from the responsible person. Therefore, EPA believes the Petrofund 
program meets the financial responsibility objective under 40 CFR 
281.37.
    It should be noted in Minnesota, tank facilities, including 
pipeline terminals, with more than 1 million gallons of total petroleum 
storage capacity at the tank facility are excluded from the Petrofund 
reimbursement program. Most product stored at these sites is in 
aboveground storage tanks. The MPCA has determined that currently only 
six of these sites also have UST systems. The EPA directly contacted 
each of the six facilities to determine if these facilities meet the 
federal financial responsibility requirements found at 40 CFR part 280, 
subpart H. EPA determined that each facility was in compliance with 
those requirements.
    The Minnesota Petrofund is an essential component in the State's 
program in meeting the financial responsibility State program approval 
objective. Therefore, any future changes to the Petrofund could impact 
State program approval. Minnesota Statute Section 115C.13 contains a 
Repealer provision which includes and affects Section 115C.08, the 
Petroleum Tank Fund. Specifically, the Petrofund is scheduled to be 
repealed on June 30, 2005. If the Petrofund expires in 2005, the State 
of Minnesota will need to adopt other requirements to meet the Federal 
financial responsibility objective to retain State Program Approval.
3. Indian Lands/Country Clarification
    Minnesota is not authorized to carry out the Federal underground 
storage tank program in Indian country within the State, as defined in 
18 U.S.C. 1151. This includes:
    1. All lands within the exterior boundaries of federally recognized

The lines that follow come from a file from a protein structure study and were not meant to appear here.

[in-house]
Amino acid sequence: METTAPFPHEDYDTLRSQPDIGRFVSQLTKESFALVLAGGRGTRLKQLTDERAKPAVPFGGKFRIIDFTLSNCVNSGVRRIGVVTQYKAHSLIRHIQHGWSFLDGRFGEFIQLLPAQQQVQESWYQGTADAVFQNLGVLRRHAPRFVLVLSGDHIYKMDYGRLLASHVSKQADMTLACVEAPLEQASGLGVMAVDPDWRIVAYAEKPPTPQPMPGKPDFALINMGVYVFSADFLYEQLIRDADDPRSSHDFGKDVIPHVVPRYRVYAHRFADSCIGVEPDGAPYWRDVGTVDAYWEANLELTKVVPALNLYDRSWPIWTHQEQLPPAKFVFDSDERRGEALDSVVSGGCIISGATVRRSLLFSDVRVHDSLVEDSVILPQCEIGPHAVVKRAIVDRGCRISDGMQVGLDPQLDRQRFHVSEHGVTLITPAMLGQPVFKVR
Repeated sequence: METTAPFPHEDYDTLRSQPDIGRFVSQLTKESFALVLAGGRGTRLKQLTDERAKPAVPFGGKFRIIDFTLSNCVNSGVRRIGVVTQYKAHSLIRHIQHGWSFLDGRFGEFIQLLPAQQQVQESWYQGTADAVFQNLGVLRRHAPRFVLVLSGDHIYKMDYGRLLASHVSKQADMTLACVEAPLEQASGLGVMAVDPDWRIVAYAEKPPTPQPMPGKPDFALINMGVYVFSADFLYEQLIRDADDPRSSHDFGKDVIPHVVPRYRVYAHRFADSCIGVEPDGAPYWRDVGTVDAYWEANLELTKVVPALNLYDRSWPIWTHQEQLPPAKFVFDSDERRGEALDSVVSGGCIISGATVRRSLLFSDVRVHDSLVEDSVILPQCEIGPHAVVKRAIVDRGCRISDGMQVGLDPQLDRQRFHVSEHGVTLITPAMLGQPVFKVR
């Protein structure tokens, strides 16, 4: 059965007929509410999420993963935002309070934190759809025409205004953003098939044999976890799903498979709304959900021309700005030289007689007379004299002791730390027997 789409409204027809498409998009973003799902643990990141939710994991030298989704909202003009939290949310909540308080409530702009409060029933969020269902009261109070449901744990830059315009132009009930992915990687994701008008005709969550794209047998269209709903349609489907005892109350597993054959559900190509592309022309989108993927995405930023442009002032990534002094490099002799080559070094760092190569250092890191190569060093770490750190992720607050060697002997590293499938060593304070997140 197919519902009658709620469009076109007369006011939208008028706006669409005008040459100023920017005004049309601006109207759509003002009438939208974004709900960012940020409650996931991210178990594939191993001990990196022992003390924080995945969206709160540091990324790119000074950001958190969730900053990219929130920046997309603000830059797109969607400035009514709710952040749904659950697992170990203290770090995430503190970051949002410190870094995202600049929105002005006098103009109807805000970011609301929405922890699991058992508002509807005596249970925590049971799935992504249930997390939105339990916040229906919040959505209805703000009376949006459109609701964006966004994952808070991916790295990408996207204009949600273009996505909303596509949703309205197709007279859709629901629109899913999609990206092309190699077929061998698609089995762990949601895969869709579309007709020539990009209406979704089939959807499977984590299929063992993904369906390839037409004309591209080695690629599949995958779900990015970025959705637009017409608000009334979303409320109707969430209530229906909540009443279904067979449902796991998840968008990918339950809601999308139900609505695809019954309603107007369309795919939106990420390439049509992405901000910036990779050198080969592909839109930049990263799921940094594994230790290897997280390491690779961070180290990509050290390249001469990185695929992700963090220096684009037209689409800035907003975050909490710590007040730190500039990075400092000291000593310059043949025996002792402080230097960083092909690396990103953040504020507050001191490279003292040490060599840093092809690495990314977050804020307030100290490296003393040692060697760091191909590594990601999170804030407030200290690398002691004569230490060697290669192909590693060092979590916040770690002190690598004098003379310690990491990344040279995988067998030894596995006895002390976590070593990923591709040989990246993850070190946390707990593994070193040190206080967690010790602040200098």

Indian reservations within or abutting the State of Minnesota;
    2. Any land held in trust by the U.S. for an Indian tribe, and
    3. Any other land, whether on or off a federally recognized Indian 
reservation that qualifies as Indian country pursuant to 18 U.S.C. 
1151.
    Therefore, this action has no effect on Indian country. EPA will 
continue to implement and administer the RCRA, Subtitle I program on 
these lands.

4. Heating Oil Tanks Clarification

    In Minnesota, 1100 gallon or greater USTs that contain heating oil 
for consumptive purposes must comply with the State tank notification 
requirements. In the Federal UST regulations, all USTs storing heating 
oil for consumptive use on the premises are exempt from regulation. 
Therefore, we consider Minnesota's program to be broader in scope in 
this area because the State requires tank notifications for these types 
of USTs.

III. Administrative Requirements

Unfunded Mandates Reform Act

    Title II of the Unfunded Mandates Reform Act of 1995 (UMRA), Public 
Law 104-4, establishes requirements for Federal agencies to assess the 
effects of their regulatory actions on State, local,

[[Page 40956]]

and tribal governments and the private sector. Under section 202 of the 
UMRA, EPA generally must prepare a written statement, including a cost-
benefit analysis, for proposed and final rules with ``Federal 
mandates'' that may result in expenditures to State, local, and tribal 
governments, in the aggregate, or to the private sector, of $100 
million or more in any one year. Before promulgating an EPA rule for 
which a written statement is needed, section 205 of the UMRA generally